Just noticed that the January 2007 issue of The Industrial Psychologist (TIP), the quarterly publication of the Society for Industrial-Organizational Psychology, is online, even though I haven’t gotten my print copy yet. As usual, my column on Good Science Good Practice is in there.
This was an interesting one to write. Most of it centers on a series of articles in the Journal of Occupational and Organizational Psychology (JOOP) that ask if the journal should be more inclusive of less scientifically rigorous (and, let’s face it, less boring) articles so that it can serve a wider audience. Not everyone starts to dance from foot to foot in glee when presented with a giant table of statistics or a Methods section that takes days to read.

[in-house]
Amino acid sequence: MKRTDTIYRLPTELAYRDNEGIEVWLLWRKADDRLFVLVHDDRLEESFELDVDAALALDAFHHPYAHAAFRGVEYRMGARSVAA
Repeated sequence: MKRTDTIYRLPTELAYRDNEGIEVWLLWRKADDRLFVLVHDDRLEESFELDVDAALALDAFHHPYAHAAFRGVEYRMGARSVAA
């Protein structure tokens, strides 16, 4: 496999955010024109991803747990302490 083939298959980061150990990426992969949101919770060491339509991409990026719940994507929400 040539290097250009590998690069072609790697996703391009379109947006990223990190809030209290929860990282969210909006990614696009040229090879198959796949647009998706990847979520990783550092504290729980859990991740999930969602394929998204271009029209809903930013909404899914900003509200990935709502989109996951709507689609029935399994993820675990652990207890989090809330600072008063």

Of course, nobody was suggesting that JOOP should become, as I say in the column, “the I-O equivalent of People Magazine or Highlights.” But it’s still a sticky issue. How far do you bend to accommodate people without the advanced education or experience required to consume (and, perhaps more importantly, to make use of) traditionally erudite scientific research? At what point does such accommodation start to undermine the science and the mission of your publication?